News you may have missed #906

Gustavo ArribasTurkish court jails US consulate employee for terrorism offenses. A Turkish employee of the US consulate in Istanbul has been sentenced to almost nine years in prison, allegedly for aiding a terrorist organisation. Metin Topuz was arrested in 2017 and accused of having links to an “armed terror group” that Turkey blames for a failed coup the previous year. Topuz is reported to have spent decades working as a translator and fixer for the US Drug Enforcement Administration (DEA) in Istanbul. He denies the allegations. The US has said there is “no credible evidence” to support his conviction.

India arrests LeT female spy ring. India’s National Investigation Agency has busted an alleged female spy racket in the country and taken a 22-year-old Lashkar-e-Taiba (LeT) handler into 10-day custody. The female spy was allegedly in touch with many handlers in Pakistan, including 26/11 Mumbai terror attack mastermind Hafiz Mohammed Sayeed. Sources also claimed that Pakistan’s Inter-Services Intelligence was honey-trapping Indian officials through the female spy, in order to gain sensitive information.

Illegal espionage claims put former Argentine president in spotlight. Argentina’s former president, Mauricio Macri, has found himself back in the national spotlight after the emergence of extraordinary claims alleging the Federal Intelligence Agency (AFI) –-headed at the time by his close ally Gustavo Arribas (pictured) during the former president’s 2015-2019 administration-– carried out illegal espionage more than 500 journalists, academics, politicians and business leaders. Prior to heading the federal intelligence agency, Arribas had no prior public service, having worked as a notary and a football agent. He is a close personal friend of Macri.

Argentine former president and spy agency director indicted in wiretapping probe

kirchner fernandezThe former president of Argentina, Mauricio Macri, has been indicted as part of a widening investigation into a domestic spying program, which allegedly targeted opposition politicians, journalists and other public figures. The alleged espionage took place between 2015 and 2019, when Macri occupied the country’s highest office.

In 2015, Macri, a successful businessman and former mayor of Buenos Aires, became the first democratically-elected president of Argentina in 100 years that came from a party other than the populist brand described as ‘Peronist’ in the post-war era. His presidency was marked by a turn to the right, as well as numerous investigations into allegations of corruption against prior heads of state, notably Cristina Fernández de Kirchner, whom Macri succeeded in the presidency.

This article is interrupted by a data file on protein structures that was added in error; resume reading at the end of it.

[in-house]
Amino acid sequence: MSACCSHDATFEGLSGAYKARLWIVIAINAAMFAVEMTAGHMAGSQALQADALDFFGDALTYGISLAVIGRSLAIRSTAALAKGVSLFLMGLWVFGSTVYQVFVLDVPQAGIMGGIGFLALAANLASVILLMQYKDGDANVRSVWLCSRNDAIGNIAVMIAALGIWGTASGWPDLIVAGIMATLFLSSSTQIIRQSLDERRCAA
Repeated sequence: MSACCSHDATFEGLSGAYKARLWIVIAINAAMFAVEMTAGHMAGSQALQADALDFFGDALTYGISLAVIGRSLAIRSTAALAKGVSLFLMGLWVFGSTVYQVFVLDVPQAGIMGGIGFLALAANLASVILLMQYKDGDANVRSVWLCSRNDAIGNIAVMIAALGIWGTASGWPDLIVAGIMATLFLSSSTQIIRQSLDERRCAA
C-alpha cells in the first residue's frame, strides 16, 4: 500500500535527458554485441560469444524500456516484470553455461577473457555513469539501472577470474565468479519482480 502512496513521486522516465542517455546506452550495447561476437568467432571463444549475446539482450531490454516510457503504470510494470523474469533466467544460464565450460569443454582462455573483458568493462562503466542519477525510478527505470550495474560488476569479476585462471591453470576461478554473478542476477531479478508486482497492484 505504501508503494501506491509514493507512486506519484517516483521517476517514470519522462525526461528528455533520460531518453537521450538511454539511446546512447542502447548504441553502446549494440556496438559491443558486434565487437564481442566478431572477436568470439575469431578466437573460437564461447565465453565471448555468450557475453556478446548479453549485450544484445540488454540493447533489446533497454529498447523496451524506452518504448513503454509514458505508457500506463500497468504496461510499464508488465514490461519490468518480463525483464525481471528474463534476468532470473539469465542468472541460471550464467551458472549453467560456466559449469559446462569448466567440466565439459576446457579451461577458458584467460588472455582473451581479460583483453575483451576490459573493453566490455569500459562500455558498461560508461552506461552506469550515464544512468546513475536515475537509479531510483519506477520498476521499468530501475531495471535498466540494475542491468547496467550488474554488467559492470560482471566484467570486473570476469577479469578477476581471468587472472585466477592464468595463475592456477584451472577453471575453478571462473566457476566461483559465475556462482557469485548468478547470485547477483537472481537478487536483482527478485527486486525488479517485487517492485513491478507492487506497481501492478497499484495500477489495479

But Kirchner is now back, serving as vice-president under Argentina’s new president, Alberto Fernández. Fernández, a Peronist, took office in December of 2019, after defeating Macri in a hotly contested race. Among Fernández’s top agenda items is the reform of the country’s Federal Intelligence Agency (AFI). The agency used to be known as the Secretaría de Inteligencia del Estado (SIDE) until 2015, when then-President Kirchner dissolved the organization and replaced it with the AFI, in order to combat alleged human-rights abuses by SIDE agents. But Kirchner has always said that her work in reforming the old SIDE was left incomplete. Her running mate, Fernández, promised to complete her work if elected. In his first post-election speech, President Fernández said that the SIDE/AFI would be reformed. He famously told his jubilant supporters: “Never again, the secret state. Never again, the cellars of democracy”. Soon afterwards, Fernández appointed Cristina Caamaño, an attorney and government administrator with experience in the area of civil liberties, to lead the AFI.

Last week, Caamaño gave a federal court in Buenos Aires a deposition containing list of over 80 names of Argentine citizens, who were allegedly spied on by the AFI without a warrant during Macri’s administration. In her deposition, Caamaño alleges that the individuals had their emails “spied on without any court order”, from as early as June 2016 until the final days of Macri’s presidency. According to local media reports, the list of alleged victims includes political opponents of Macri, as well as investigative journalists, government officials, and notable members of Argentina’s business community. There are also police and military officers on the list as well as artists, intellectuals, and trade unionists. Caamaño asked the court to investigate, aside for Macri, Gustavo Arribas, who served as AFI director under the previous president, as well as his deputy director in the spy agency, Silvia Majdalani, and her brother-in-law, Darío Biorci. The names of other alleged culprits in Caamaño’s deposition remain secret, reportedly because these individuals are still serving as undercover agents in the AFI.